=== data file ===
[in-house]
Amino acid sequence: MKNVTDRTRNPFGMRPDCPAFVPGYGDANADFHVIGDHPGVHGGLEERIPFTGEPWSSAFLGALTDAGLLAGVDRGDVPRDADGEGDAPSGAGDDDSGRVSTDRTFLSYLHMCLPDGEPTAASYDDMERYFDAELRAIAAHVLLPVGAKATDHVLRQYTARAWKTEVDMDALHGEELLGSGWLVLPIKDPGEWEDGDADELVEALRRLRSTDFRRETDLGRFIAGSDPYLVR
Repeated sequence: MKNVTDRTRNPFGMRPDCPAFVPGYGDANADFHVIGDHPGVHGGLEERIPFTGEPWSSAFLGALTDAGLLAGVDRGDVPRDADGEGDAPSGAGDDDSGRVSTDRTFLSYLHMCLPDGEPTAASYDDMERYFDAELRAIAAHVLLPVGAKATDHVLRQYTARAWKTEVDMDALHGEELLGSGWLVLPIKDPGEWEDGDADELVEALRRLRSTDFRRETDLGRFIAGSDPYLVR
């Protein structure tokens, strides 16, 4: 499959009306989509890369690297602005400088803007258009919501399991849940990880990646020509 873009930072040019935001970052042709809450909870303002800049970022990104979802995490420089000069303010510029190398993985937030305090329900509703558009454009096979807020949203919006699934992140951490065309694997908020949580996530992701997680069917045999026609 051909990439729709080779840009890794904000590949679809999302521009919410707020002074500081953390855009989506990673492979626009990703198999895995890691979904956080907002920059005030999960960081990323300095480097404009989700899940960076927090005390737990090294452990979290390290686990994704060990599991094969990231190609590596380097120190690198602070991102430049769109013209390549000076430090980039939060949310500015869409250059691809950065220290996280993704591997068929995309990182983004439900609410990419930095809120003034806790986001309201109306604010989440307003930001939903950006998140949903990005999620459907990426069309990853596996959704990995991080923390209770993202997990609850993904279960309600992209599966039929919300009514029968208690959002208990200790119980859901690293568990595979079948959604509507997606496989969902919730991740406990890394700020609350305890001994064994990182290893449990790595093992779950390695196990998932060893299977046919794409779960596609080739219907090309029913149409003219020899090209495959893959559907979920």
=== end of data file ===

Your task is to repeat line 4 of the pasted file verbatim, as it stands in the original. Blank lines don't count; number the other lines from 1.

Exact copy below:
């Protein structure tokens, strides 16, 4: 499959009306989509890369690297602005400088803007258009919501399991849940990880990646020509 873009930072040019935001970052042709809450909870303002800049970022990104979802995490420089000069303010510029190398993985937030305090329900509703558009454009096979807020949203919006699934992140951490065309694997908020949580996530992701997680069917045999026609 051909990439729709080779840009890794904000590949679809999302521009919410707020002074500081953390855009989506990673492979626009990703198999895995890691979904956080907002920059005030999960960081990323300095480097404009989700899940960076927090005390737990090294452990979290390290686990994704060990599991094969990231190609590596380097120190690198602070991102430049769109013209390549000076430090980039939060949310500015869409250059691809950065220290996280993704591997068929995309990182983004439900609410990419930095809120003034806790986001309201109306604010989440307003930001939903950006998140949903990005999620459907990426069309990853596996959704990995991080923390209770993202997990609850993904279960309600992209599966039929919300009514029968208690959002208990200790119980859901690293568990595979079948959604509507997606496989969902919730991740406990890394700020609350305890001994064994990182290893449990790595093992779950390695196990998932060893299977046919794409779960596609080739219907090309029913149409003219020899090209495959893959559907979920």